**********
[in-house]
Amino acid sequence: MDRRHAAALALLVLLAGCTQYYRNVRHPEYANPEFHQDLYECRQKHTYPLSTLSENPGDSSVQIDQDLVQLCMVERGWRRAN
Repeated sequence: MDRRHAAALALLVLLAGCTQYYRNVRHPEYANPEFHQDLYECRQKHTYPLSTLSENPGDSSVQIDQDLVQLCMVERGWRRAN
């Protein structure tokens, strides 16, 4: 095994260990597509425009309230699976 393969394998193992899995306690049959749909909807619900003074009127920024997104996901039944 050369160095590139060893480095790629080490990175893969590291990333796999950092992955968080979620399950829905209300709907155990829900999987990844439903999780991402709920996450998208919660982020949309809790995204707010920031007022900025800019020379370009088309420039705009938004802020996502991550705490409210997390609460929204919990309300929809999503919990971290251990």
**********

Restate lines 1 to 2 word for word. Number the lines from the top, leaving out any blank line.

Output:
[in-house]
Amino acid sequence: MDRRHAAALALLVLLAGCTQYYRNVRHPEYANPEFHQDLYECRQKHTYPLSTLSENPGDSSVQIDQDLVQLCMVERGWRRAN